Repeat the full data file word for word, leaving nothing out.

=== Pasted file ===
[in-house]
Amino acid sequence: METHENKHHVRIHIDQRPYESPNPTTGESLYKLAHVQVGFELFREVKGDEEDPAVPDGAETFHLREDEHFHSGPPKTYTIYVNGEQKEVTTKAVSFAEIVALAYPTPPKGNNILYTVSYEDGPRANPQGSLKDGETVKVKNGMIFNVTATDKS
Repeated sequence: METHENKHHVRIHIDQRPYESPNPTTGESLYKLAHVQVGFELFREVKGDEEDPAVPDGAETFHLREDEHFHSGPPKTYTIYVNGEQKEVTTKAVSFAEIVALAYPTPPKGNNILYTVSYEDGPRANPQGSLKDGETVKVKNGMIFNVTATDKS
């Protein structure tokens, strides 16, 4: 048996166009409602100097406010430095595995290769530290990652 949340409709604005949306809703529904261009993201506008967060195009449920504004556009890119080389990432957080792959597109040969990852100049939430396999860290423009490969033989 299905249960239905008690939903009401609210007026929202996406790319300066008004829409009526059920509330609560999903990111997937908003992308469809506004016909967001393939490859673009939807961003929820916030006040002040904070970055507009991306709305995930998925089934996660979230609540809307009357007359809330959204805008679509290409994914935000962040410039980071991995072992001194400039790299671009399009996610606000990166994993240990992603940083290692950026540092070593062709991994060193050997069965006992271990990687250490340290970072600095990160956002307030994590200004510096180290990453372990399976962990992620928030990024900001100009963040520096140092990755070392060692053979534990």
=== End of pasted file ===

[in-house]
Amino acid sequence: METHENKHHVRIHIDQRPYESPNPTTGESLYKLAHVQVGFELFREVKGDEEDPAVPDGAETFHLREDEHFHSGPPKTYTIYVNGEQKEVTTKAVSFAEIVALAYPTPPKGNNILYTVSYEDGPRANPQGSLKDGETVKVKNGMIFNVTATDKS
Repeated sequence: METHENKHHVRIHIDQRPYESPNPTTGESLYKLAHVQVGFELFREVKGDEEDPAVPDGAETFHLREDEHFHSGPPKTYTIYVNGEQKEVTTKAVSFAEIVALAYPTPPKGNNILYTVSYEDGPRANPQGSLKDGETVKVKNGMIFNVTATDKS
């Protein structure tokens, strides 16, 4: 048996166009409602100097406010430095595995290769530290990652 949340409709604005949306809703529904261009993201506008967060195009449920504004556009890119080389990432957080792959597109040969990852100049939430396999860290423009490969033989 299905249960239905008690939903009401609210007026929202996406790319300066008004829409009526059920509330609560999903990111997937908003992308469809506004016909967001393939490859673009939807961003929820916030006040002040904070970055507009991306709305995930998925089934996660979230609540809307009357007359809330959204805008679509290409994914935000962040410039980071991995072992001194400039790299671009399009996610606000990166994993240990992603940083290692950026540092070593062709991994060193050997069965006992271990990687250490340290970072600095990160956002307030994590200004510096180290990453372990399976962990992620928030990024900001100009963040520096140092990755070392060692053979534990």